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Running Time:
1hr and 58 minutes

Rating: R Restricted. Under 17 Requires Accompanying Adult.

Rating Explanation:
for sexual material, language, some nudity and brief drug use

Jimmy's Buzz Guide Review:
Annette Bening gets a too-rare opportunity to shine in a leading role in this film that's as wistful and pleasant as an ocean breeze, and a message that dissipates about as quickly as the sand between your toes.

Additional Info:
Annette Bening ... Dorothea
Elle Fanning ... Julie
Greta Gerwig ... Abbie
Billy Crudup ... William
Lucas Jade Zumann ... Jamie
Alison Elliott ... Julie's Mother
Thea Gill ... Abbie's Mother Vitaly A. LeBeau ... Young Jamie
Olivia Hone ... Julie's Sister
Waleed Zuaiter ... Charlie
Curran Walters ... Matt
Darrell Britt-Gibson ... Julian
Alia Shawkat ... Trish
Nathalie Love ... Cindy

20th Century Women

Annette Bening is Dorothea. “She was in the Great Depression,” her son Jamie would say to explain away certain eccentricities. It's true, as it explains everything and nothing in one fell swoop. Earlier in the film, he paints a more fulfilling, if scattered, verbal portrait of his mid-fifties mom: “She writes down her stocks every morning. She smokes Salems because they’re healthier. She wears Birkenstocks because she’s contemporary. She read Watership Down and learned how to carve rabbits out of wood. And she never dates a man for very long.”

Bening has a greying, disheveled head of hair, and does indeed smoke like a chimney. Her character is persistent in enabling her and her son’s survival, yet completely at sea in the changing world all around her. She’s open minded, but she’ll never “get” punk rock. It will get her, though. She’s a proactive woman stuck in a reactionary role. It’s a laser-like performance by Bening, one of the year's best.

The punk rock revolution is brought into the house by pink-haired, punky cancer-sufferer Abbie, played exceptionally by Greta Gerwig. Abbie is a fragile and self-absorbed photographer/artist who’s already dismissed her own future. She clings to of-the-moment feminism and feminist theory, although she’s not militant about it. Her influence on Jamie is palpable and amusing; who knows how formative it will be.

Abbie’s sleeping with William, a man’s man and earth-mother all rolled into one sweaty, lusty, handyman mechanic/hippie (Billy Crudup). He could do better for himself if he’d learn to trust and commit. And maybe laugh at himself. For obvious reasons, he’s not a '20th century woman.' Yet, here he is. He’s got a wandering eye that betrays his soulful qualities, but those are ever undercut by his New Age and clairvoyant-y comments. He gets laughed at, but he’s also getting laid. And none of it is getting him anywhere.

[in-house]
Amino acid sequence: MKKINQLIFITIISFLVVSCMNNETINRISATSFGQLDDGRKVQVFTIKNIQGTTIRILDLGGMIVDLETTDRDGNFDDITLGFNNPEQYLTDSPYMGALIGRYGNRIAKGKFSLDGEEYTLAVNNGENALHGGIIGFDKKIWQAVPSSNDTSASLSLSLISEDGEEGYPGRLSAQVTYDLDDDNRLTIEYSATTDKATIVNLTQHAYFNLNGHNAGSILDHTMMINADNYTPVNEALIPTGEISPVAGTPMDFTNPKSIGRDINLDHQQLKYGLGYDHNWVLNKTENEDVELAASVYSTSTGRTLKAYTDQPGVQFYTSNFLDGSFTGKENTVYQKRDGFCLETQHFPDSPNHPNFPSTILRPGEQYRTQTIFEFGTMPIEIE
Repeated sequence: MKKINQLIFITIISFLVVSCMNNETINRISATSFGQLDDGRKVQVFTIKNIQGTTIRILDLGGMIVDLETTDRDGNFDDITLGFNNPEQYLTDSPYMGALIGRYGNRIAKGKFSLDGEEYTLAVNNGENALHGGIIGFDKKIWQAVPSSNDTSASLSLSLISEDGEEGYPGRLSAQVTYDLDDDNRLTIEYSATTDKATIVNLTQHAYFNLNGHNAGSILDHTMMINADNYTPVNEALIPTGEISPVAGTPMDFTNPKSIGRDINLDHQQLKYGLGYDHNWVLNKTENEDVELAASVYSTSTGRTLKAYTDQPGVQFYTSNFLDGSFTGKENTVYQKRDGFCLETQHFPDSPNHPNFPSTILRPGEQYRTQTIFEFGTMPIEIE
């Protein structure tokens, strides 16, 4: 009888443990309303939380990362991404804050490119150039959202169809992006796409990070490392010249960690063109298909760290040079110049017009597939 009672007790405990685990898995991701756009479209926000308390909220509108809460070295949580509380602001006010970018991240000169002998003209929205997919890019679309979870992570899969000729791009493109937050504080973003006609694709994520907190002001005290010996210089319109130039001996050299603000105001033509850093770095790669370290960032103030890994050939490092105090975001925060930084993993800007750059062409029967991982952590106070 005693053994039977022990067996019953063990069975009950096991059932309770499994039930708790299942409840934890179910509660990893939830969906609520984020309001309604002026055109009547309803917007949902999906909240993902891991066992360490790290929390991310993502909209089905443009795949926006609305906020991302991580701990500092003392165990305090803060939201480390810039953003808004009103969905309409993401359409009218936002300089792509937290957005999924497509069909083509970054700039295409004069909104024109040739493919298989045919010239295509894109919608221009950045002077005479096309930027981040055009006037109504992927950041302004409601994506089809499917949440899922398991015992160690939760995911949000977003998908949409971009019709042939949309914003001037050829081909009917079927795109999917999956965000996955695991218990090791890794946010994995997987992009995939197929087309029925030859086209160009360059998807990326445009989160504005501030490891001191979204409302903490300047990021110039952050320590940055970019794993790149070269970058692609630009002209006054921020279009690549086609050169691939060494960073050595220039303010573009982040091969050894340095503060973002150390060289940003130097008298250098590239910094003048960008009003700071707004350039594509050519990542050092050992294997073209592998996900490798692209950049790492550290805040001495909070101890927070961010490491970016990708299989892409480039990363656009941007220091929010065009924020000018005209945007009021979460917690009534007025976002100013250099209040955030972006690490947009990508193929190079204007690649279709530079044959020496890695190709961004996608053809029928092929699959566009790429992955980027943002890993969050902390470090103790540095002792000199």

William is dismissed as a possible father figure for Jamie (Lucas Jade Zumann). He is clearly the crux of the film. "I know him less every day," Dorothea matter-of-factly tells us. As an emerging young man in a wildly matriarchal West Coast household, his tendencies toward contemporary feminism and the arty side of punk rock (lots of early Talking Heads music) are also unique qualities among his friends. He soaks it all up and holds his own surprisingly well, particularly amid his hormonal frustrations with Julie, a pretty young broken flower played by Elle Fanning.

She regularly enters Jamie's bedroom through his second story window, spending the night in his bed. It's all purely platonic, much to his libidinous chagrin. She's out there messing around with other guys, then decompressing about her unsatisfactory exploits to him. Trapped forever in a very rigid "friend zone," he wants to both help her and have her. Again, the film gets this tension just right.

The pop culture and societal tapestry that informs the world of 20th Century Women is vital and well woven. Beautiful asides from sources ranging from Judy Blume to Jimmy Carter, with an assist from the great film Koyaaniqatsi, carry weight that makes their resonance in this world relatable. 

With 20th Century Women, writer-director Mike Mills has delivered one of the great late surprises of the year. Funny, resonant, universal but specific, the film may not always be comfortable, but that's what makes this coming of age semi-autobiographical piece worth seeing. Do not miss this messed-up, ugly, gloriously intoxicating American beauty. You won't be sorry.


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